• Corporations can create tax benefits in certain circumstances

On the other hand, the disadvantages of incorporation include the following:

  • The need to attend annual meetings where all directors and owners are required to observe certain formalities
  • Costlier to set up compared with sole proprietorships and partnerships
  • The need for periodic filings with the state

Before you finally decide to incorporate your business, weigh the pros and cons and make sure that the business structure is worth it for your company. It may be ideal in certain situations, but just like in any other business structure, it also has its own share of drawbacks.

You should also consider the fact that once you incorporate, your profits become automatically subject to double taxation—first on the corporate level, and second, when they are paid out to the owners of the corporation. Operating as a corporation involves tax burden, and that is indispensable. As a business owner, being burdened with tax issues is probably the last thing you will ever wish to deal with, especially when you are just starting out.

How to Incorporate Your Business

 Now, if after careful consideration of the pros and cons of incorporation you still find the business structure suitable for your business, the next thing you need to know is how to get started.

As mentioned, a corporation is treated as a legal entity on its own, existing separately from the individuals who created it and take charge of its operations. If there is one good thing about incorporating a business, it’s that even with just one incorporator, a corporation can already be formed. You can do this by simply filing an application for a charter in your state.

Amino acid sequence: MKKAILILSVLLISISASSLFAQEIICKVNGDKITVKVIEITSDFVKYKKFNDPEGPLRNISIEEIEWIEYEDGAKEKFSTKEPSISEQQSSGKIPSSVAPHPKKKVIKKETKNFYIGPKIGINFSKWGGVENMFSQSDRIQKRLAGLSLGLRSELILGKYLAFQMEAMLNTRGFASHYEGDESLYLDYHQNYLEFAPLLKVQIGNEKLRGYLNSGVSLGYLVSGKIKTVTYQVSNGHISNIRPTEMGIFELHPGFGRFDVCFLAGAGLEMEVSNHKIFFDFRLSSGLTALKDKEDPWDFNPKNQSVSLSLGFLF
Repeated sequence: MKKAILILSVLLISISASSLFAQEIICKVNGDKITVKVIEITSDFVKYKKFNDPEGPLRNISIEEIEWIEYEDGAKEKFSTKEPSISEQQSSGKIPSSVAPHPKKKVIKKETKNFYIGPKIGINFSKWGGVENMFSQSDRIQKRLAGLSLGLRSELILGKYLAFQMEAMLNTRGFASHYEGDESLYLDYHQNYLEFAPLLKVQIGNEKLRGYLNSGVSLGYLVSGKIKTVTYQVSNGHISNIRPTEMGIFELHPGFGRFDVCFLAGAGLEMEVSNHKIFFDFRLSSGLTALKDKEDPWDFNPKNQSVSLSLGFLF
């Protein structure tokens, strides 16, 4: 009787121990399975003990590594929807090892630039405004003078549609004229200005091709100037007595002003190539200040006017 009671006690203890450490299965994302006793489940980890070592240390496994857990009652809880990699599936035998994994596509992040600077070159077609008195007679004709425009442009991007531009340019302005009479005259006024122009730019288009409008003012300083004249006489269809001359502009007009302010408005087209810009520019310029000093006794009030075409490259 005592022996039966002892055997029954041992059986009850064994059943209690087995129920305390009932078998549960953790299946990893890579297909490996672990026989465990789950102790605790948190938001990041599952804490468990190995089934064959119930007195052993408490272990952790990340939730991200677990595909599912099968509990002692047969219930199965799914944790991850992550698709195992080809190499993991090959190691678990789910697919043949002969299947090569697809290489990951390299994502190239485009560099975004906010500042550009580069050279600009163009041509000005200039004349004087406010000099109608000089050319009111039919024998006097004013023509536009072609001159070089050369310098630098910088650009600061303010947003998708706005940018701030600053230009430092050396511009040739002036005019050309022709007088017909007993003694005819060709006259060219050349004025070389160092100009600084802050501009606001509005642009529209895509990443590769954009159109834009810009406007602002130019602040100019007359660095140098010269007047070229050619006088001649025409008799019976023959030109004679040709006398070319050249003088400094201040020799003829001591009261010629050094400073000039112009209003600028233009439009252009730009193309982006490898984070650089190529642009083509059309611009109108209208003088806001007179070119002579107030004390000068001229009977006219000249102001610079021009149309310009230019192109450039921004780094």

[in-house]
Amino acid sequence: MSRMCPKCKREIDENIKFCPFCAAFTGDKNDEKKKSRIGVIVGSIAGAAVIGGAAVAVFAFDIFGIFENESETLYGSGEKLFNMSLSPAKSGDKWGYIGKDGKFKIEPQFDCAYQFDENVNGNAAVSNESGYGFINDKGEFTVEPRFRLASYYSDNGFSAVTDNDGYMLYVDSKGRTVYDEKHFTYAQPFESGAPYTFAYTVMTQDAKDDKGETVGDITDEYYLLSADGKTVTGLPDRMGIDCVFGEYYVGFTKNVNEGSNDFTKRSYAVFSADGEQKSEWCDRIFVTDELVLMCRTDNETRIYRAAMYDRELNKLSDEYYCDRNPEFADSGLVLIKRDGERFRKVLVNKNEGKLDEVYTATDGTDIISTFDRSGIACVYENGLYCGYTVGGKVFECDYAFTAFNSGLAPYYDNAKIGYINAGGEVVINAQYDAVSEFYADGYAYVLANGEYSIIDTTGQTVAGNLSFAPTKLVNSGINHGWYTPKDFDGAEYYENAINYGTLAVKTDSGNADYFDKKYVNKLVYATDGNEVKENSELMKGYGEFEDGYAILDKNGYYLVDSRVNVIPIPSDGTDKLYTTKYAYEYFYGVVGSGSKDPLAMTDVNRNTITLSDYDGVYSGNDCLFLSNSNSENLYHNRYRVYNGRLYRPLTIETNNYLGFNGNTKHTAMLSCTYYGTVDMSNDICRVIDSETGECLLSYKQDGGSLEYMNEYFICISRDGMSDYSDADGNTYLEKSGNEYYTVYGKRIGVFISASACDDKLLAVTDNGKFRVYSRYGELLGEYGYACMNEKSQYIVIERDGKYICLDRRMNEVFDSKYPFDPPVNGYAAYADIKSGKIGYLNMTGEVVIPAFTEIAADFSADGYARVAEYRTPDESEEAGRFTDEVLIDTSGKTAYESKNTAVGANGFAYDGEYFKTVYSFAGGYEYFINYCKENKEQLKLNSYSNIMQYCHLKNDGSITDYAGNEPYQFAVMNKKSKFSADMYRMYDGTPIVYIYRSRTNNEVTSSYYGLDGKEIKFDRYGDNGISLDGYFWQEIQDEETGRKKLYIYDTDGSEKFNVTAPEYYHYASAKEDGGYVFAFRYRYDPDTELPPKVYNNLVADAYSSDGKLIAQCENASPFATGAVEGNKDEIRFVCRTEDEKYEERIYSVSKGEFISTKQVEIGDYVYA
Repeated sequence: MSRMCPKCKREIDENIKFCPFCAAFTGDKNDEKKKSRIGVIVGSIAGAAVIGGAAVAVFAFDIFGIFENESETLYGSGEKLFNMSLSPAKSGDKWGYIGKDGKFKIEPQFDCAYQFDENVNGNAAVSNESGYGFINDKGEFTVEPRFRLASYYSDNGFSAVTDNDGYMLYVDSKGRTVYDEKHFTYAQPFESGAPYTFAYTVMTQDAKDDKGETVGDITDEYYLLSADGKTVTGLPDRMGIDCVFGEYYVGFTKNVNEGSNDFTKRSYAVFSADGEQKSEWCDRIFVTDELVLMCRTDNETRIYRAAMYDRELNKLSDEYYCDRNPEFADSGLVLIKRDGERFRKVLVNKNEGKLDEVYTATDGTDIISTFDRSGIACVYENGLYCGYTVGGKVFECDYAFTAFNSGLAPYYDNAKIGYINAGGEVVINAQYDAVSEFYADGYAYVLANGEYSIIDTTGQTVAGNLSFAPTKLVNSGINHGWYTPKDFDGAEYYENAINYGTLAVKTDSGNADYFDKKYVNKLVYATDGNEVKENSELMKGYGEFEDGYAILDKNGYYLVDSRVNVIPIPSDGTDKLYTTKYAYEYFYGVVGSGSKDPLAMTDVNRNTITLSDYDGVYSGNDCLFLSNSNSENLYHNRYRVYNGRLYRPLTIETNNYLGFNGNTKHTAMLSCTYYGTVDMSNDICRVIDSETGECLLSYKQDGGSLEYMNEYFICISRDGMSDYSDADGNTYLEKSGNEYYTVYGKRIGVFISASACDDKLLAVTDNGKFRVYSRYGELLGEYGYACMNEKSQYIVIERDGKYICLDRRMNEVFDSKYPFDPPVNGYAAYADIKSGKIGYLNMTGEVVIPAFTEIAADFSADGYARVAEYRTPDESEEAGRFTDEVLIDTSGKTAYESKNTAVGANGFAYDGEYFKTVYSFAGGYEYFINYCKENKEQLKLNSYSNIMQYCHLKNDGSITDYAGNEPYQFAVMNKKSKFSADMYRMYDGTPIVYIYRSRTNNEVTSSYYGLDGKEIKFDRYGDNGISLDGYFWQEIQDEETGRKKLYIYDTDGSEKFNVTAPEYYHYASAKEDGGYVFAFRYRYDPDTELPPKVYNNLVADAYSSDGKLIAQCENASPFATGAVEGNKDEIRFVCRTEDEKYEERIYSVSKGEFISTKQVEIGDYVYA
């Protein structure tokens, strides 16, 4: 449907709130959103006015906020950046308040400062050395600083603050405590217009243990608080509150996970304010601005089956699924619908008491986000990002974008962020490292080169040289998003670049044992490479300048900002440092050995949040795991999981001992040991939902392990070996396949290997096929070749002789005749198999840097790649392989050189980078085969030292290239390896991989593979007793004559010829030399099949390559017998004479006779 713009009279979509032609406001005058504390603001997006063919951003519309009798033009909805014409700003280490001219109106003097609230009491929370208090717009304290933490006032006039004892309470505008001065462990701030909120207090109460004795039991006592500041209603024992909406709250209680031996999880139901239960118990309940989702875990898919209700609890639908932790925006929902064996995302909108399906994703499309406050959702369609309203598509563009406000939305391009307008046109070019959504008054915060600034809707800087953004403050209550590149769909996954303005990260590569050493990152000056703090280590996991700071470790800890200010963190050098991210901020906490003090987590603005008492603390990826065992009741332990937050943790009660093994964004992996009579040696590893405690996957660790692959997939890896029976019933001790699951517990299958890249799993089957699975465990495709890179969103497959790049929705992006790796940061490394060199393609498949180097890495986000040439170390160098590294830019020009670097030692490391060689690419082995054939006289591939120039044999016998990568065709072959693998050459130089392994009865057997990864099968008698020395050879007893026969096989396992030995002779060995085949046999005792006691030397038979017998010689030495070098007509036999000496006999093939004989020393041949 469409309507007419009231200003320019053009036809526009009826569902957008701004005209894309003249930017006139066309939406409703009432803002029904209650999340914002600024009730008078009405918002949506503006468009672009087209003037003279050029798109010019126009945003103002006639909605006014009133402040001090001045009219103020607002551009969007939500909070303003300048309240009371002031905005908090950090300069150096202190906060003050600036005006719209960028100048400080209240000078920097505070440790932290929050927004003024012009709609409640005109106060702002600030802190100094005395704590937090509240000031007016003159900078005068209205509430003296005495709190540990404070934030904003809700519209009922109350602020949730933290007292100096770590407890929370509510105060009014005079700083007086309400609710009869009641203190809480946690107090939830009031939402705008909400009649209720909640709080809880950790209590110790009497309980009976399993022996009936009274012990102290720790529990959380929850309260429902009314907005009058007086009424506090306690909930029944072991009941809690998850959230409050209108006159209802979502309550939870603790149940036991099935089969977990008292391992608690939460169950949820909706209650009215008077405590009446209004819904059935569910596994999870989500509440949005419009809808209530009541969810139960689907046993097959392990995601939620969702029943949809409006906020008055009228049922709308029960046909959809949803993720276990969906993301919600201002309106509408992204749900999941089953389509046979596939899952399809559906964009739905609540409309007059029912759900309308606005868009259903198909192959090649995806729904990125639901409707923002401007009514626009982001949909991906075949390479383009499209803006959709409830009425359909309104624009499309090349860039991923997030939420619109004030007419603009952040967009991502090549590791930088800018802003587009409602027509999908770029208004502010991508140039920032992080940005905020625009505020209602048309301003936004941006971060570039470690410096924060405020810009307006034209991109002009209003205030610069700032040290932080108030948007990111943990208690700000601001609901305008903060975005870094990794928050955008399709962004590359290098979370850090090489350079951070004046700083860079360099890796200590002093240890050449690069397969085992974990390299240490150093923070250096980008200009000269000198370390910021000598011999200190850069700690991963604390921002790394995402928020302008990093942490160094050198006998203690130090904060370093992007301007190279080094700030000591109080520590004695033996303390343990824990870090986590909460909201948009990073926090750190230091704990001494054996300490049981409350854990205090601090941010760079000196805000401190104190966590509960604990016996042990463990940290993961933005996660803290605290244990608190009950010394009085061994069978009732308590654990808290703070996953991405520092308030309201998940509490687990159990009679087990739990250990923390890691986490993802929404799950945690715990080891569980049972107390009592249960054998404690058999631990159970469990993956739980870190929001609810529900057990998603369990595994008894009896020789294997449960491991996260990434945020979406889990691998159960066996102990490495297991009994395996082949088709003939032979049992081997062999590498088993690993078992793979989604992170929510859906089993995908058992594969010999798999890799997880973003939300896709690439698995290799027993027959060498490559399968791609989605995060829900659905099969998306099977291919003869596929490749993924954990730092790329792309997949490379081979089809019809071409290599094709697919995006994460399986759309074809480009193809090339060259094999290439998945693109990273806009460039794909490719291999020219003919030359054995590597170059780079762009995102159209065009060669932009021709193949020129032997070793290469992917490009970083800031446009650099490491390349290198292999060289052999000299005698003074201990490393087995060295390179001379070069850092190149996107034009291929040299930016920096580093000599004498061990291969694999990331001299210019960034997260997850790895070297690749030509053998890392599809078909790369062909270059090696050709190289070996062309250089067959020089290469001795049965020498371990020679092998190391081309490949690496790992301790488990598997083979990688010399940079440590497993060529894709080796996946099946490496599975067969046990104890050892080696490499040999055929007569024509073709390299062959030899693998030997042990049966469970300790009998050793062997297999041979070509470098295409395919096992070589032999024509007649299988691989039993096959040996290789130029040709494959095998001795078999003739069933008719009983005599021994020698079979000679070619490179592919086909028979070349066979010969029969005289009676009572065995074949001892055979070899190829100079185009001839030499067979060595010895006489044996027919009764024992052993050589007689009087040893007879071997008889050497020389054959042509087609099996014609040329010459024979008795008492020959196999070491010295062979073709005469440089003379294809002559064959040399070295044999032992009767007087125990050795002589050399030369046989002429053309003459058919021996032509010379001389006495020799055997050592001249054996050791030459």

As you file the application as the incorporator, you need to prepare to disclose the following details:

  • The purpose of the corporation
  • The incorporators, including their addresses
  • The types and amount of capital stock that the Corporation will be authorized to issue, and
  • The rights and privileges of each stockholder in the corporation

Creating a corporation is not an easy task. You have to familiarize yourself with the ins and outs of incorporation before you get to achieve your goal. While the process of incorporation is a tedious one, it all boils down to these steps:

Step 1. Decide on Your Business Name. Perhaps this is the same for every business, no matter the business structure. The first and most fundamental step in forming a corporation is choosing a name for your business. How do you do it? As you think of a name for your business, you probably find myriads of ideas popping in your head. While you have the freedom to choose the name of your corporation, it is still best if you choose one that something that will make it easier for people to remember your business.

As you come up with an effective business name, you should also avoid duplicates. You can check with the corporate filing of your state or the federal and state trademark registrars to see if the business name that you plan to have is already taken or is still available. Since it is always possible to have a duplicate, it’s better if you come up with an alternate name also in case your first choice is no longer available.